Local Author Wins 2021 National Outdoor Book Award
Photo by David Price outside Flin Flon, Manitoba
Selfie: Anders Morley on Lac La Ronge, Saskatchewan
Amherst author Anders Morley who grew up in Amherst and graduated from Souhegan High School in 1997 has received this year’s prestigious award for his book This Land of Snow (Mountaineers Books, 2020), for travel writing. In making the award, the judges wrote, “This is the first year of a new “Journeys” category for the National Outdoor Book Awards, and the judges couldn’t think of a better
representative to be its inaugural winner. To put it simply, This Land of Snow is a tour-de-force of adventure writing. Author Anders Morley chronicles an extraordinary journey in which he mostly skis across Northwest Canada, from the Pacific Ocean, all the way across three provinces, finally ending in Manitoba. What makes this book rise above others is that the narrative is a multifaceted adventure, bringing in elements of culture, character, humor, all of which overlay Morley’s dogged perseverance. Morley is thoughtful, perceptive, and keenly observant. As he meets people along the way, he listens to their way of speech and captures it in his writing. It is just one more way Morley brings life to this book. This is what great journey writing is all about: an inward and outward adventure that entertains and enlightens. An outstanding work!
Anders is the son of David and Meg Morley of Amherst.
Gold Award Girl Scout Works to Save Bats From Extinction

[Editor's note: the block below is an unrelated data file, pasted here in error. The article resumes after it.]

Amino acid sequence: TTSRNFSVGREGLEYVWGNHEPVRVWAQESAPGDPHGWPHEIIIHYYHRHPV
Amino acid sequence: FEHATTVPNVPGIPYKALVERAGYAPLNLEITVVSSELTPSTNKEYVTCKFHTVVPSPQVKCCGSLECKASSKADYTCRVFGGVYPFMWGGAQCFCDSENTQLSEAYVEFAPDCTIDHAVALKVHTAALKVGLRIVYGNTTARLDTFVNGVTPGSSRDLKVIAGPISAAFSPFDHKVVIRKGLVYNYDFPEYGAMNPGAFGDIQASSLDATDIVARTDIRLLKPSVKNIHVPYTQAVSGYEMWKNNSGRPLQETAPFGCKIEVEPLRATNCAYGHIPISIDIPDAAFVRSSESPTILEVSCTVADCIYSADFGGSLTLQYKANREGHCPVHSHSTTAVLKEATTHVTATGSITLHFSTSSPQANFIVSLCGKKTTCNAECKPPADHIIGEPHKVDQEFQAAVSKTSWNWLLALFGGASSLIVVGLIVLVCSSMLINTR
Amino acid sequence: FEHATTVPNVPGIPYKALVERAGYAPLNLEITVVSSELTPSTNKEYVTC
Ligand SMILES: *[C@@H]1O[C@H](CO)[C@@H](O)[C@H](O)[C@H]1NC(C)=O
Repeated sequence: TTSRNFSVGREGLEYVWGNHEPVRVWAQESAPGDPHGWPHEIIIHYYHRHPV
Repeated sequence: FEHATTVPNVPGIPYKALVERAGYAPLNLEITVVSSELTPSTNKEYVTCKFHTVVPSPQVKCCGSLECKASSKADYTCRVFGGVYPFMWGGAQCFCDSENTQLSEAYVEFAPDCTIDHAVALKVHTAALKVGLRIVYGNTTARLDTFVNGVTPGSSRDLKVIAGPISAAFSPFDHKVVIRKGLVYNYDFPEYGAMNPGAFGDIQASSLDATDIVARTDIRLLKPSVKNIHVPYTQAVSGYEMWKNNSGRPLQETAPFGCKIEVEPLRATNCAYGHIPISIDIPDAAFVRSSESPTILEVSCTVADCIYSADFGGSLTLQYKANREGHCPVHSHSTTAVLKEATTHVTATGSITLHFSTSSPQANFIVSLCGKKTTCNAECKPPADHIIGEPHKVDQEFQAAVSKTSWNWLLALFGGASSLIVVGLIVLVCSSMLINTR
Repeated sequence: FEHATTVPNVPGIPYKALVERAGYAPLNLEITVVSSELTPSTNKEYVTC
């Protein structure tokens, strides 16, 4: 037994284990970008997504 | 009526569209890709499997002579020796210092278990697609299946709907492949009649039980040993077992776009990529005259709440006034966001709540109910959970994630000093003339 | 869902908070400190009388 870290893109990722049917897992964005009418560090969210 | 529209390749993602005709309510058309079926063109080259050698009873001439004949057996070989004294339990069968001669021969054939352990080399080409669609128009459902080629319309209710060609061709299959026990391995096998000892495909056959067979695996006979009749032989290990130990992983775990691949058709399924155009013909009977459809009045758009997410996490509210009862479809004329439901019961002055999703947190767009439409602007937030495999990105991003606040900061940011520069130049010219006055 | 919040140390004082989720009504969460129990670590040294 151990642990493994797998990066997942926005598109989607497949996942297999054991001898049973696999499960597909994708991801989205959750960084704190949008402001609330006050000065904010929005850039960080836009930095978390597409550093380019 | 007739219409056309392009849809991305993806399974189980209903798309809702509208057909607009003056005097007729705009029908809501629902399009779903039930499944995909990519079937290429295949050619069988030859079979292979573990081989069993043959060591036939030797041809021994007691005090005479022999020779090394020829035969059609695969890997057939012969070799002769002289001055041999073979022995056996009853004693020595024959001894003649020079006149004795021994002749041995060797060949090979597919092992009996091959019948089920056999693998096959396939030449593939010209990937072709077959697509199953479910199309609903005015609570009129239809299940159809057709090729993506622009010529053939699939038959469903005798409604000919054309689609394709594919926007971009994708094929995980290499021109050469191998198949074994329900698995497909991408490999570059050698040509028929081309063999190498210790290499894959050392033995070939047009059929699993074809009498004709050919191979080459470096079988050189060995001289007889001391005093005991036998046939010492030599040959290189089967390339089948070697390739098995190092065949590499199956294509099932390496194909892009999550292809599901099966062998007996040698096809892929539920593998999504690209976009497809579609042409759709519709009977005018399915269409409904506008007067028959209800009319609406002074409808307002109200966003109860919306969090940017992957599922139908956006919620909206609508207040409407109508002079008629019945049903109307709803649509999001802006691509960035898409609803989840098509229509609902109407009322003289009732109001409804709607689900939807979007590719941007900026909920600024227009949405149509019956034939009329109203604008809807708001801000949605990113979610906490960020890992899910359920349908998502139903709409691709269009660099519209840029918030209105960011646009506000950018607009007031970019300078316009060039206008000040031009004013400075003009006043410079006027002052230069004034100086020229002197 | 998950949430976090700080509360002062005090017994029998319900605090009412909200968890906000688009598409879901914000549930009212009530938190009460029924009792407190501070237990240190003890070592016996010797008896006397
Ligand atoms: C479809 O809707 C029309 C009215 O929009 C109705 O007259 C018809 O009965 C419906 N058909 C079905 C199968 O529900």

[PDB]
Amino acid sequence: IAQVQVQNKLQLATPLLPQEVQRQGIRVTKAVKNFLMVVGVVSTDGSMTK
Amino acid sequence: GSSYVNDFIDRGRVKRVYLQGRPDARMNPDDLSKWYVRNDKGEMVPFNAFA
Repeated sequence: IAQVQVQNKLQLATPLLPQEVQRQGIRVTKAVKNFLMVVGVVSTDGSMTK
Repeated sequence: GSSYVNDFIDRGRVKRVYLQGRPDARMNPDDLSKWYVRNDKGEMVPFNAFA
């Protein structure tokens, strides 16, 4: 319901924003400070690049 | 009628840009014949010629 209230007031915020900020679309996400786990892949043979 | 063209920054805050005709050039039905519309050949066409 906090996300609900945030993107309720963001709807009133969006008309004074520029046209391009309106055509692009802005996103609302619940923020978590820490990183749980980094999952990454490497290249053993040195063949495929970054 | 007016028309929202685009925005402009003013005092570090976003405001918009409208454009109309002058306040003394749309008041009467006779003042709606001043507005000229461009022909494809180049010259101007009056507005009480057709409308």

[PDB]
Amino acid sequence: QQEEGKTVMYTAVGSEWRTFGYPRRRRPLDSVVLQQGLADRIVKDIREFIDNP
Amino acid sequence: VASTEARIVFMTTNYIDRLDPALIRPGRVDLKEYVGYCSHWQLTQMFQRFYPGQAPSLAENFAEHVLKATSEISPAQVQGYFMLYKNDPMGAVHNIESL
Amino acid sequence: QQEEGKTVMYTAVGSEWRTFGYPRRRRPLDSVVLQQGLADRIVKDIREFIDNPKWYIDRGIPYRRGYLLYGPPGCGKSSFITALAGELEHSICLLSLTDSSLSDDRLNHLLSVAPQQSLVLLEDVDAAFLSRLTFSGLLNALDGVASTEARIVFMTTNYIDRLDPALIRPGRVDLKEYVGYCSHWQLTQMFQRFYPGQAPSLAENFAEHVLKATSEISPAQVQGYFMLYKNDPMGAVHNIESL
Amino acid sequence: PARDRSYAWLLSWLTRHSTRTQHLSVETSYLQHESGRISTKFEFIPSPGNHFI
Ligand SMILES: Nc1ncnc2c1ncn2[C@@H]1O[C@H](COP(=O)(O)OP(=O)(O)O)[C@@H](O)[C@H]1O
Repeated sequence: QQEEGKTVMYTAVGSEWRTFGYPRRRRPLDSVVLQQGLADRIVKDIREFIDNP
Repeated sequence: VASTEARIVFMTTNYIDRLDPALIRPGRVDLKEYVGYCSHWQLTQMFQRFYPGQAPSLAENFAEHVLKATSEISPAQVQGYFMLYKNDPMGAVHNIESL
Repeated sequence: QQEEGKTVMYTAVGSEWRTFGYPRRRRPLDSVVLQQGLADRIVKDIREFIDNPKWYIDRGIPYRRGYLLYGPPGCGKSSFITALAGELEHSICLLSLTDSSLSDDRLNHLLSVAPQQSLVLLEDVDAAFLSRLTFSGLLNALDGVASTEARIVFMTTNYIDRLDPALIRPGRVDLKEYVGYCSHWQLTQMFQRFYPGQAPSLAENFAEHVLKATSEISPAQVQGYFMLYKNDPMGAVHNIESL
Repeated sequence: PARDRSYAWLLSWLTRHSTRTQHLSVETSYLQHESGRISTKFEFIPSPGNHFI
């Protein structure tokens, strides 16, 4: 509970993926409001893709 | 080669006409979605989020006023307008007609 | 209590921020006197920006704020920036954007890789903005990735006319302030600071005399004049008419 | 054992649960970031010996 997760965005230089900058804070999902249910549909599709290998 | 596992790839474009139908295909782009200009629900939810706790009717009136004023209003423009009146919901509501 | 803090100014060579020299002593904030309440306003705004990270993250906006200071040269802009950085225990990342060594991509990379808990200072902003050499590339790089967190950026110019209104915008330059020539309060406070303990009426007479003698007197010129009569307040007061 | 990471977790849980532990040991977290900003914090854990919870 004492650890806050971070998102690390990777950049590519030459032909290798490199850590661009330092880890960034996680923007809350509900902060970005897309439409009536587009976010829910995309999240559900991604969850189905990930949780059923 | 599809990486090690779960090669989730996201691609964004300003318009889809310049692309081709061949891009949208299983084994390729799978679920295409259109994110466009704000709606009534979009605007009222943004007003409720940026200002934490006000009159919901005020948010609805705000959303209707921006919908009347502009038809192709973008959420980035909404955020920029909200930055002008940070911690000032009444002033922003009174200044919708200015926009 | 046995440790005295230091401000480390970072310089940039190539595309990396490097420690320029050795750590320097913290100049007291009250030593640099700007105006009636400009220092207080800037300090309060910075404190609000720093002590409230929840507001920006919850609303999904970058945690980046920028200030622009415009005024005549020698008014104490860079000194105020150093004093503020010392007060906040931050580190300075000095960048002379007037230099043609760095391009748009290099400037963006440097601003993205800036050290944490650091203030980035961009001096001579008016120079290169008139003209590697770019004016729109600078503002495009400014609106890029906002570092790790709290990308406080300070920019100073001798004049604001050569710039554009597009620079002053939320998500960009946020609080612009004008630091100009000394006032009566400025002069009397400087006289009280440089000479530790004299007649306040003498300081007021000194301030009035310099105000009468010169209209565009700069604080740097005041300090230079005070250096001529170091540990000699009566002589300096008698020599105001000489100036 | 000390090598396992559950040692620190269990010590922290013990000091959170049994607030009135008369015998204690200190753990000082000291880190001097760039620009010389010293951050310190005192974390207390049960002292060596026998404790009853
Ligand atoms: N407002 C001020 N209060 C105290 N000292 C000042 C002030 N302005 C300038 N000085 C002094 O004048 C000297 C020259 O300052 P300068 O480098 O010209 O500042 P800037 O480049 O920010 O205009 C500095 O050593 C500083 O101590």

Amanda Fulton earned Girl Scouting’s highest honor
AMHERST – In less than 10 years, a fungus causing white-nose syndrome has killed more than 90 percent of three North American bat species, according to the U.S. Geological Survey. Saving and propagating the few that are left is so important to Gold Award Girl Scout Amanda Fulton that she gave more than 90 hours of her time to build and distribute bat boxes and educate the public on the issue.
Fulton, 17, of Amherst, is a senior at Souhegan High School and a Girl Scout Ambassador who earned Girl Scouting’s highest honor, the Gold Award, for her work to save these crucial members of the food web.
“Bats are cute!” said Fulton, who’s had a lifelong fascination with the animals. “Bats in the western world are very misunderstood. They are really good for the environment. They pollinate plants. They don’t spread disease any more than any other animal.”
Knowing how endangered bats are, she set out to help bats locally. Her project, “Helping Bats and Educating Communities,” encompassed two big efforts: building and hanging bat boxes and making presentations to local communities to educate people on the how to help bats revive.
Not only is white-nose syndrome killing bats, she said, so is habitat destruction, deforestation, climate change, and wind-powered energy.
“Having varied roosting habitats helps to slow the spread of white-nose syndrome,” she said, “as well as gives bats safe places to rest. I also made it clear on my website and infographic how and where people could donate to help the research into white-nose syndrome.”
You can see her website at https://amandafulton4.wixsite.com/website
Ultimately, Fulton was able to present her work to more than 100 people in New Boston and Mont Vernon, including to Girl Scout day campers in Bedford who helped make bat boxes.
At school, Fulton is a varsity cross-country skier, a New Hampshire Scholar with a distinction in arts, is in the National Honor Society and Spanish National Honor Society. She’s currently applying to colleges, planning to major in international or global affairs. Her dream job would be working at the United Nations or an international embassy.
Bat box shown on tree in wooded area.